20. DD 12 has been using BJU math for several years and we plan to use Jacobs Algebra next year. She's probably ready for Algebra now, but I want her to understand more of the why's before moving on. We're going to use TT Pre-Algebra. DD12 is not a fan of TT, but DD15 has been using it successfully (scored in 90th% for math on PSAT in 9th grade compared to 10th graders in our state). I'm a big fan of the way TT explains concepts, whys, history and application in science, business and life. The problem sets may not be the hardest, but the lessons are well thought out and clearly presented in both the text and the CD-Roms. I especially like the additions they've made to TT Pre-Algebra 2.0 and it provides an excellent intro to Algebra with graphing, exponents, etc. My 2 cents, Ann
  21. Looks fun! Did you see the sample video? http://www.sdlearn.com/product_p/gh4427.htm
  22. We'll be reading a lot of missionary stories alongside our geography studies for high school this year. Here are some additional classics I have planned, but some of this may not be appropriate for a 7th grader. Travels with Charley by Steinbeck (U.S.) Old Man and the Sea by Hemingway (Cuba) Out of Africa by Dineson Antony & Cleopatra by Shakespeare 1001 Arabian Nights Passage to India by Forester The Good Earth (China) Around the World in 80 Days and Swiss Family Robinson are both wonderful! Around the World.... starts out very slow to mimic Phileas Fogg. As Phileas Fogg gets more interesting, so does the book. Here are some more ideas for a travel journal theme: Odyssey Pilgrim's Progress Gulliver's Travels Robinson Crusoe Treasure Island Mark Twain has several travel journals: Innocents Abroad, Travels of Mark Twain, etc.... Bill Bryson is a current author who writes books about his travels. Some of them are hilarious, but be sure to preview them.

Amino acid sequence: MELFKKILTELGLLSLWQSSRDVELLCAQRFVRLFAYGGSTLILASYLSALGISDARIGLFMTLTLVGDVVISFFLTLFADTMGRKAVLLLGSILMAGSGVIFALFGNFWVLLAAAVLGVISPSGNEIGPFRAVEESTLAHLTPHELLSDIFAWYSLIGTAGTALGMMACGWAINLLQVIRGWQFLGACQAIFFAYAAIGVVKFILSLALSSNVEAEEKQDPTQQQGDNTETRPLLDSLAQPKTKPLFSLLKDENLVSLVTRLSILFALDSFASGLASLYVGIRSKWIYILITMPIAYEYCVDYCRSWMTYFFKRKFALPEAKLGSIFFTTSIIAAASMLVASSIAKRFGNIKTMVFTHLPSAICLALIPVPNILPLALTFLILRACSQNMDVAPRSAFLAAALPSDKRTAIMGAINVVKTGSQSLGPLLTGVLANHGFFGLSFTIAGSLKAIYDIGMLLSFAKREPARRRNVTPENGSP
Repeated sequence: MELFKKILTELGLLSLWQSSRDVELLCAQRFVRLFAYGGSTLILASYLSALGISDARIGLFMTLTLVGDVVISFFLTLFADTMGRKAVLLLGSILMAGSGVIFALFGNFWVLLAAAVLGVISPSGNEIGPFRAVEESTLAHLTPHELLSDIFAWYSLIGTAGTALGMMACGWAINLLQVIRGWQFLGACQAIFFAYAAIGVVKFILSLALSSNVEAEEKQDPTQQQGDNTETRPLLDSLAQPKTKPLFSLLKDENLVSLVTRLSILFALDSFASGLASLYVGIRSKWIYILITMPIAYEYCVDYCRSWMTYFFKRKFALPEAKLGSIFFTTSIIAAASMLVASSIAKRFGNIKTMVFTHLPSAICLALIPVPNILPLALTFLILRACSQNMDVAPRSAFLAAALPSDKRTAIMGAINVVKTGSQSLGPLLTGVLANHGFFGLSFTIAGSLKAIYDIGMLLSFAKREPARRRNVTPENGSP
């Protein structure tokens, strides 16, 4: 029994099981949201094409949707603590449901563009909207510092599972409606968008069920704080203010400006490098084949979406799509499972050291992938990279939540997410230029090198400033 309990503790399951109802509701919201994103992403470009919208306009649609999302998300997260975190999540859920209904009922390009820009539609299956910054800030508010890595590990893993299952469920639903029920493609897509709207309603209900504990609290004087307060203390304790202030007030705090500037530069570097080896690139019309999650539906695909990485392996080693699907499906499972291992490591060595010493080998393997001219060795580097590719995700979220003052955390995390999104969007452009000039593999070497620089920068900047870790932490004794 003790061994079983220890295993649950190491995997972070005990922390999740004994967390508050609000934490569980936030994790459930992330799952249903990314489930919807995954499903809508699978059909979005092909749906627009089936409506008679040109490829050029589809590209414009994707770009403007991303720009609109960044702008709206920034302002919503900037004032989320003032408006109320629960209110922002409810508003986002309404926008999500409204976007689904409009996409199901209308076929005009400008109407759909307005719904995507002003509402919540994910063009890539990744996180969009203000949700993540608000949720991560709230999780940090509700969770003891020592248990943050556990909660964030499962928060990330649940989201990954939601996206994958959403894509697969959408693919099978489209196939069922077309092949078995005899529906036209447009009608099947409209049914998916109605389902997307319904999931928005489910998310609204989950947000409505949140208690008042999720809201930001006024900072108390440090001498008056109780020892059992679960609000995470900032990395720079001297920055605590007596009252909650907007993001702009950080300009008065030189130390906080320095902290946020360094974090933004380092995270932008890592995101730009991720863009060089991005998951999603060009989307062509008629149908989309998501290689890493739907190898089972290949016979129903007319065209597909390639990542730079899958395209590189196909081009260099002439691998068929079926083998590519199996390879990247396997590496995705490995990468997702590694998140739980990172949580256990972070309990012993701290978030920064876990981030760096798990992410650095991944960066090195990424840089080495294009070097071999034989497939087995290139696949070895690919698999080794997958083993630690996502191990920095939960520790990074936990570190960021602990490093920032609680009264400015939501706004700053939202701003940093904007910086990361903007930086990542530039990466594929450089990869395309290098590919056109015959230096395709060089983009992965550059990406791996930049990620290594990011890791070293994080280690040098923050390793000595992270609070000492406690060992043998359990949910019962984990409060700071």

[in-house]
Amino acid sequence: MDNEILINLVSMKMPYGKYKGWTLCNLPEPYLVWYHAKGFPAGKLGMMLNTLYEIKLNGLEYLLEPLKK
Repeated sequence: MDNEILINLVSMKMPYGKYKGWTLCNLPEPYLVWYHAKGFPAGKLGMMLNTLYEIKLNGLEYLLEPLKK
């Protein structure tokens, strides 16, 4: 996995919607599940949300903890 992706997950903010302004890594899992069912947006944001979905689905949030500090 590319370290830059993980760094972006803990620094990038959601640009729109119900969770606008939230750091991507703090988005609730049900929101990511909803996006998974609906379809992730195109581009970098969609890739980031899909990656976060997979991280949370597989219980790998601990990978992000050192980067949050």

23. This is just my opinion based on teaching from this text in a co-op setting and I am not an expert in Biology (my degree is in Psychology). I didn't see any errors in the text. However, other texts (i.e. BJU Biology) have updated certain topics (i.e. classification of bacteria). It doesn't mean Apologia's text is wrong, it just doesn't reflect some of the changes in studying Biology or mention some topics which are under debate in the scientific community like the BJU text does. Overall, I think the content in Exploring Creation with Biology is solid. However, I don't like the chatty style of the text (some kids love it!) and I don't like how it talks down to the student (paraphrase: this topic is really hard, and you might not understand it, but we'll try to make it simple for you - over and over again). As for using it secularly? I prefer Christian textbooks, so it's hard for me to judge. But the whole point of Exploring Creation with Biology is to see the wonder of God's creation all around us. I think it could be used from a Judeo-Christian or deist POV. You should be able to get a feel for this by glancing through it. Regardless of my personal opinion/preference, you probably won't be needing this text for 8 more years since your child is in 1st grade? A lot can change in 8 years of science and you'll probably want a more up-to-date text. $1 is an excellent deal on a $65 text book. You can hold onto it as a reference or to use as a 2nd text (I always keep on hand 2-3 science and math textbooks for each subject as reference to help answer questions) or you could resell it and buy something you need now. BTW - the "Exploring Creation with..." Elementary series is written by a different author and we've been happy with those texts. I HIGHLY recommend Exploring Creation with Human Anatomy and Physiology by Jeannie Fulbright when your child gets a bit older - maybe 4th+ grade. That text is a keeper on our bookshelf.